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Hundreds of New York City children in foster care group homes could soon be placed with their relatives, under a pending change in state regulations that would speed up the certification process. At a February 3 press conference, John Mattingly, commissioner of the Administration for Children’s Services, predicted that the state would implement the revision, requested by the city last summer, within weeks.

The change reflects a growing recognition by the city that children in foster care fare better in family settings than in group homes. Right now, they are divided roughly in thirds between this “kinship care,” foster homes with non-relatives, and group homes. At the press conference, Mattingly pledged to do better. He announced plans to close at least 121 group home beds in the next six months, having already cut 473 beds last year.

But until now, it’s been difficult for ACS to move many of those young people out. A child placed in foster care by family court as a “person in need of supervision” (PINS), or by his or her parents voluntarily, has had to wait in a group home until a prospective foster parent gets the certification. This usually takes four months. “The frustration of waiting can dissuade adults from following through on the process,” said Karen Freedman, executive director of Lawyers for Children.

ACS sent a petition to the state last summer asking for wider use of emergency certifications. According to ACS, the Office of Children and Family Services was supportive of the petition and has already drafted a revised regulation. A spokesperson for OCFS didn’t disclose the timetable but said, “If there are better options than congregate care, we are always for that.”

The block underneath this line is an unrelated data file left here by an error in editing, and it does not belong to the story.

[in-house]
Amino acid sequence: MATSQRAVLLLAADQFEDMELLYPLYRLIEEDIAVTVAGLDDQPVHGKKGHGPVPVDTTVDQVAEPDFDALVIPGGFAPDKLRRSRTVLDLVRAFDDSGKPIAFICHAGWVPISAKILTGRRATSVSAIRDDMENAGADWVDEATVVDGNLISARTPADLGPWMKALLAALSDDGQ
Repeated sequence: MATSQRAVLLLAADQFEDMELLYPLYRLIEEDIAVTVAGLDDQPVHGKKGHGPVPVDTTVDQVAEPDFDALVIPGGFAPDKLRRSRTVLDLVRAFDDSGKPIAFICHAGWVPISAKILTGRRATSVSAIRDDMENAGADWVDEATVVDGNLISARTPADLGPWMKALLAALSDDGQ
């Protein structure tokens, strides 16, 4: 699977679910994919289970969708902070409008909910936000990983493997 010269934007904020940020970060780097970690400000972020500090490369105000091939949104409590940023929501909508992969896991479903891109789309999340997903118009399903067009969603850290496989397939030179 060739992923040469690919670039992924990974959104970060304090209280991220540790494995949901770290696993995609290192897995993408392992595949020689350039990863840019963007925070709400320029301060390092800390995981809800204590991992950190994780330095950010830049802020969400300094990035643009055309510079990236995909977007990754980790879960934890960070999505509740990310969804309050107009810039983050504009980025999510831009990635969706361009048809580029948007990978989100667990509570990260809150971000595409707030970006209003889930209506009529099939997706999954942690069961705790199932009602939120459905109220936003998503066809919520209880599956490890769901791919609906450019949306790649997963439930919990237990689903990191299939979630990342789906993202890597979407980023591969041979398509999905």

Approximately 30 percent of the 3,728 children currently in the city’s group homes would end up with kinship placement under the revised regulation, estimates Anne Williams-Isom, associate commissioner for external affairs at ACS.

The move is part of a broader system overhaul by Commissioner Mattingly, who hopes to keep more kids in their own communities. In addition to closing group home beds, ACS plans to give agencies a financial incentive to send children back to their own neighborhoods. It will also stress providing preventive and after care services as an alternative to foster care.

Increasing kinship placements is a priority, Mattingly said. New York City places less than 30 percent of the 20,000 children in the child welfare system in kinship care—a rate lower than in some comparable cities, including Chicago and San Francisco. ACS recently completed an internal report on kinship care to determine why the number is so low.

The report wasn’t available by press time, but workers in the field offered two possible reasons: contract agencies tend to prefer licensed foster parents with whom they already have relationships; and the courts often grant custodian petitions, which some relatives choose over the more onerous process of becoming a kinship caregiver.

“I am looking at that whole piece to figure out what needs to be changed,” said Mattingly. “What you want to build is a system that makes it easy for workers, even in the middle of the night, to place kids with relatives after basic checks. If it’s hard to do that because the process is complicated, they won’t do it.”